Dear Mike and Debi Pearl,
Can you please help us? I realize you are very busy and may not have time to answer this, but after reading several of your books and a great number of your articles, I am unable to find any specific advice on how to get a young child (ours is 18 months) to sit still in church. We would so like to have him in the service with us instead of the nursery, but that is completely unrealistic right now. You wouldn’t advocate spanking him right in the middle of church, would you? He is otherwise a fairly well-behaved, happy little boy who has responded well to your training techniques.

Dear Eileen,
Please don’t do that! Don’t disrupt the entire church to spank your child. When you train at home you will not have to train in public.

Train at Home

Go home and train. Set up a training session each day, duplicating as closely as possible the church service. Sit in uncomfortable chairs and play some hymns on the stereo. Then play teaching or preaching tapes while the family sits quietly and listens. Or you can sit beside him and read the Bible in a monotone voice. Better yet, if you don’t have the electronic media and you are able to induce your spouse to assist you, let your husband pretend he is the preacher and carry on for a little while, saying nothing interesting. [Mike wrote the above line, not me.] Keep your switch handy, but not visible during this session. Speak in a whisper or use sign language as you would in church. If the child offends at a level that would be inappropriate in church, then swat him while making your sign language or while whispering your correction.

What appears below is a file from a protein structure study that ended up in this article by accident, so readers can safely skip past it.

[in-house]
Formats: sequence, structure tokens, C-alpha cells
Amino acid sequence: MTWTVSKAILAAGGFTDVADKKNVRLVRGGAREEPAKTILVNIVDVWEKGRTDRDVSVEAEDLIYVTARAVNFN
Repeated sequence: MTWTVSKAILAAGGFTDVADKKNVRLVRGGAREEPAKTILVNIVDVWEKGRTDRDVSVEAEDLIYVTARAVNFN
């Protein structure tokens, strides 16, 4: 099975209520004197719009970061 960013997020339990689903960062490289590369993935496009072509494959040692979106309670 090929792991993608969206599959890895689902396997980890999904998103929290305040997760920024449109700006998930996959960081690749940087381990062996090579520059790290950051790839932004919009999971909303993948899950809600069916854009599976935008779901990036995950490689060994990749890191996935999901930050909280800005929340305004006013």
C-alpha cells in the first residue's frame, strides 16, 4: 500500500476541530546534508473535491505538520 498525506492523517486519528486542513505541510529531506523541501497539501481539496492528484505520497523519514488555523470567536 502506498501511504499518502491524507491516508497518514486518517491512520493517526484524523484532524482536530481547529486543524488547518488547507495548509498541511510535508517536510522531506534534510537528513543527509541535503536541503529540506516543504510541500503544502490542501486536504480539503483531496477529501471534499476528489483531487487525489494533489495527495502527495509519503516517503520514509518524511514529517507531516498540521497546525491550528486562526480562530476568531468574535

He needs to know you are not mad at him; you are helping him learn to do a new thing. The first day, he may feel very mistreated and be unhappy. For that reason, you may want to keep your first sessions rather short, and build up to one hour. As the days progress, he will slowly figure out what is required of him and he will get more content. If you can’t get him to sit still at home during these sessions, then don’t take him in public where you will upset others.

We always took a little blanket to church so the small children could lie on the floor and go to sleep if they pleased. As the children got old enough to draw or color, we brought along something to keep them busy. This was not to purchase their cooperation, rather, we did it out of mercy. They do not have as much tolerance as us socially minded adults. Why torture them for an hour or two just to prove they can obey us under such adverse boredom?

The key is happy training at home. He will come to understand that when you require him to sit quietly, he must do so. We get letter every week from families that have successfully trained 6 or 8 children in one week. All training follows the same line. Drill, exercise, and practice while in a state of peace and control, before you reach the place of critical performance. Prepare the child so that he never reaches the breaking point. I say again: the secret is a cheerful countenance that finds creative ways to introduce the child to the demands he must face, and then to drill him in an air of cooperation and expectancy, until he develops the habits we desire. This eliminates the confrontations and crises, allowing everyone to continue in peace and fellowship.